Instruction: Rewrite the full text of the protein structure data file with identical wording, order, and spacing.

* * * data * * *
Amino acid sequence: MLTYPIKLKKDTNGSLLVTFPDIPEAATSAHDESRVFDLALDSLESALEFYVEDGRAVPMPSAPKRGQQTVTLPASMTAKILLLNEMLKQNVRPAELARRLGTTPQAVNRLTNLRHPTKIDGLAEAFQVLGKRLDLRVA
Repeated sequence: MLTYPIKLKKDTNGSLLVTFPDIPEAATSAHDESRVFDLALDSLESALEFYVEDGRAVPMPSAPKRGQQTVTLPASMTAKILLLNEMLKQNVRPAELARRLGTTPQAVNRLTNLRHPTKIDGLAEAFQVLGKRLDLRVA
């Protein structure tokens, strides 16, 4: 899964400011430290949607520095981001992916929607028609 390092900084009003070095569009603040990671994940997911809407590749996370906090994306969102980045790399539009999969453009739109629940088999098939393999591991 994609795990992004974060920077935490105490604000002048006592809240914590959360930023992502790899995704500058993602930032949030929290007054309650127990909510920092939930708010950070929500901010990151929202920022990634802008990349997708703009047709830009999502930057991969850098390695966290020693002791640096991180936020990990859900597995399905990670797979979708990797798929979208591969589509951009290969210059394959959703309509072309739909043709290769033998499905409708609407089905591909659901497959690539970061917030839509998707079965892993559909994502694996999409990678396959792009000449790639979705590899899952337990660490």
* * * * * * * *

Amino acid sequence: MLTYPIKLKKDTNGSLLVTFPDIPEAATSAHDESRVFDLALDSLESALEFYVEDGRAVPMPSAPKRGQQTVTLPASMTAKILLLNEMLKQNVRPAELARRLGTTPQAVNRLTNLRHPTKIDGLAEAFQVLGKRLDLRVA
Repeated sequence: MLTYPIKLKKDTNGSLLVTFPDIPEAATSAHDESRVFDLALDSLESALEFYVEDGRAVPMPSAPKRGQQTVTLPASMTAKILLLNEMLKQNVRPAELARRLGTTPQAVNRLTNLRHPTKIDGLAEAFQVLGKRLDLRVA
């Protein structure tokens, strides 16, 4: 899964400011430290949607520095981001992916929607028609 390092900084009003070095569009603040990671994940997911809407590749996370906090994306969102980045790399539009999969453009739109629940088999098939393999591991 994609795990992004974060920077935490105490604000002048006592809240914590959360930023992502790899995704500058993602930032949030929290007054309650127990909510920092939930708010950070929500901010990151929202920022990634802008990349997708703009047709830009999502930057991969850098390695966290020693002791640096991180936020990990859900597995399905990670797979979708990797798929979208591969589509951009290969210059394959959703309509072309739909043709290769033998499905409708609407089905591909659901497959690539970061917030839509998707079965892993559909994502694996999409990678396959792009000449790639979705590899899952337990660490």